Accuracy: Why I Hate That Term

July 31, 2019

Every other week we have a lunch and learn at Recurve. Topics have ranged from the zen of surfing to D&D strategy. Last week, McGee Young took things in a more serious direction, leading a Socratic discussion that delves into, and debunks, many of the key terms of art in the M&V industry. 

While we typically keep our lunch and learns in-house, we felt that in this case the topic is relevant to the broader industry—and represents a discussion and debate that needs to happen.

What is accuracy?  What is precision?  What is the true value we in the energy efficiency industry are pursuing, and how would we know it if we saw it?

These seemingly rhetorical questions are big issues when one is calculating baselines for measurement of savings. In order to figure out the value of an intervention, we need to know what would have happened if we didn’t actually make a change in the building.  But we did change the building… so what exactly is the true value, and if we don’t have a true value, how do we know who is right?

M&V as we know it often mistakes accuracy for precision and a good R2 with truth, when in fact the true value of what is done to a building may vary greatly depending on the use case.

‍This discussion has relevancy anywhere that building level M&V or a program level EM&V report is being conducted, but it is even more important in states like California that are rapidly moving toward pay-for-performance based approaches that leverage Normalized Metered Energy Consumption (NMEC). In particular, we must take into account the current role and cost of subjectivity in our calculations. Even if adding new variables can achieve a better R2 value, doing so results in bespoke answers that can’t be predicted or aggregated—and therefore lead to greater uncertainty.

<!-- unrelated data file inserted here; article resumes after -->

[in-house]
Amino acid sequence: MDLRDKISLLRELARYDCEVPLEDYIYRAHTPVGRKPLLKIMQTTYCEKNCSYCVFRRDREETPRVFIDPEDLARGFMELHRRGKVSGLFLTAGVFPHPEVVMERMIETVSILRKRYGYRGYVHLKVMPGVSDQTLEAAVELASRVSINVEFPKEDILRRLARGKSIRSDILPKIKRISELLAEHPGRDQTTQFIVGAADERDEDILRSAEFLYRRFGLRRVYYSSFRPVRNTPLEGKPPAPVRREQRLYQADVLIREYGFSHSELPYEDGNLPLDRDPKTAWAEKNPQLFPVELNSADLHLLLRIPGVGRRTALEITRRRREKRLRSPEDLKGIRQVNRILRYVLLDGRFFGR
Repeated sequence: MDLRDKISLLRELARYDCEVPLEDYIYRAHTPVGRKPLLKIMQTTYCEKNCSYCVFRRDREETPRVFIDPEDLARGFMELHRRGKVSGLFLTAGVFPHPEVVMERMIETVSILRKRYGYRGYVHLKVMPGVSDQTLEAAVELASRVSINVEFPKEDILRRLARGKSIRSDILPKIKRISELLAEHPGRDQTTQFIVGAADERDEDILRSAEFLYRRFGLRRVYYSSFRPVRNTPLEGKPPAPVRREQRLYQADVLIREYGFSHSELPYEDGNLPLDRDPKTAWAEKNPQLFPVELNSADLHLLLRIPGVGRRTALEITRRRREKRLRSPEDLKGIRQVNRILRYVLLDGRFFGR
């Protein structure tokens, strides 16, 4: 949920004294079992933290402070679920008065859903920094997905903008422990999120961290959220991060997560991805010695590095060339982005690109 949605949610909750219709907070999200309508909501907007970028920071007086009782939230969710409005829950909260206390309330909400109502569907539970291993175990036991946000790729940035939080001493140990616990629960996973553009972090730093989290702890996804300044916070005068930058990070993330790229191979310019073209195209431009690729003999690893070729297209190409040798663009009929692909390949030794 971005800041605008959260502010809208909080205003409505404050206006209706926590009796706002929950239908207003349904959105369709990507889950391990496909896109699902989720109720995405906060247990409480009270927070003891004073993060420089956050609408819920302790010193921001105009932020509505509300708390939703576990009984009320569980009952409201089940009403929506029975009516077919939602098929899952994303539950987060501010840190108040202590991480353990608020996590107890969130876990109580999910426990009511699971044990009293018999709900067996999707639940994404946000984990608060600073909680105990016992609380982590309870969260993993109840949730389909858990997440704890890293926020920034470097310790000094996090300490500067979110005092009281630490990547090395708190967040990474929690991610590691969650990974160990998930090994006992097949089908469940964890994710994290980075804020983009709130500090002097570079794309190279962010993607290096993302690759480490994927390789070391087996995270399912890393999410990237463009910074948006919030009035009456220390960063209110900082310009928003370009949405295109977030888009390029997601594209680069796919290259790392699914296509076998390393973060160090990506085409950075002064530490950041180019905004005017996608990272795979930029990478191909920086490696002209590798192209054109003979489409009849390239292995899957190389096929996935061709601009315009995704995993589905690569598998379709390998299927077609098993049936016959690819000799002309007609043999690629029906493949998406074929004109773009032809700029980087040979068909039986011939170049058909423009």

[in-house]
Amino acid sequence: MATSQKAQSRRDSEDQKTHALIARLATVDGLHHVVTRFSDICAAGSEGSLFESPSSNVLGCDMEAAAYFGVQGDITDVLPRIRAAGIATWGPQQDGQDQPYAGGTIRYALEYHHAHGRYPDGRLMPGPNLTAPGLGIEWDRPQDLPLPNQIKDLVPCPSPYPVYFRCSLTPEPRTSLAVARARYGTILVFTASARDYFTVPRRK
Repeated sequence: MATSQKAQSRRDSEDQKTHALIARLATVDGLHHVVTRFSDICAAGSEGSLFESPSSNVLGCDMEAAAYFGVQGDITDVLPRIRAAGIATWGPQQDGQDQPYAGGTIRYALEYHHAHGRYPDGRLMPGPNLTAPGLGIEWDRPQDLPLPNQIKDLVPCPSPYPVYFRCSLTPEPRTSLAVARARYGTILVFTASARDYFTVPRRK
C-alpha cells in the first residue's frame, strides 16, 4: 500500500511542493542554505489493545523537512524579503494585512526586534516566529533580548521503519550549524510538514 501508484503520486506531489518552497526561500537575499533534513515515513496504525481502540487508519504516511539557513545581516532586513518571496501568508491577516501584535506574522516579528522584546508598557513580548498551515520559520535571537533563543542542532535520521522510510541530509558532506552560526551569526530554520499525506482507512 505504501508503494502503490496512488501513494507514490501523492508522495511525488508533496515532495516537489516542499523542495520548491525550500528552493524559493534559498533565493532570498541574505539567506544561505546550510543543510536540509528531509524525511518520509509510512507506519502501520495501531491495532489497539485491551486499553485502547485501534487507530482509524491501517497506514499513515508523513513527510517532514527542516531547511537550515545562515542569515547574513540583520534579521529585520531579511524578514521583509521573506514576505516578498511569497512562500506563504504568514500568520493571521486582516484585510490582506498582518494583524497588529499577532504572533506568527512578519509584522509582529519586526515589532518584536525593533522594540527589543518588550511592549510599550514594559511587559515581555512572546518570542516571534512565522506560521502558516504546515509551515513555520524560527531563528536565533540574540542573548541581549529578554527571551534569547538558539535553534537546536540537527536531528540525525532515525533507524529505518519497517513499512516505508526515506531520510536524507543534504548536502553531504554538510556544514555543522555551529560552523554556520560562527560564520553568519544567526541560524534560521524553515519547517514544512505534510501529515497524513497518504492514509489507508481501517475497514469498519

For these reasons, we don't think such tests are themselves sufficient to determine how models will perform in the real world (even though the Recurve Platform performs well on modeled testing).

Food for thought everyone!  

We hope this is the start of a fundamental discussion that is overdue. 

Want to find out more about how a new approach to M&V can improve programs, set the stage for pay-for-performance and turn efficiency into a procurable resource? Contact us.

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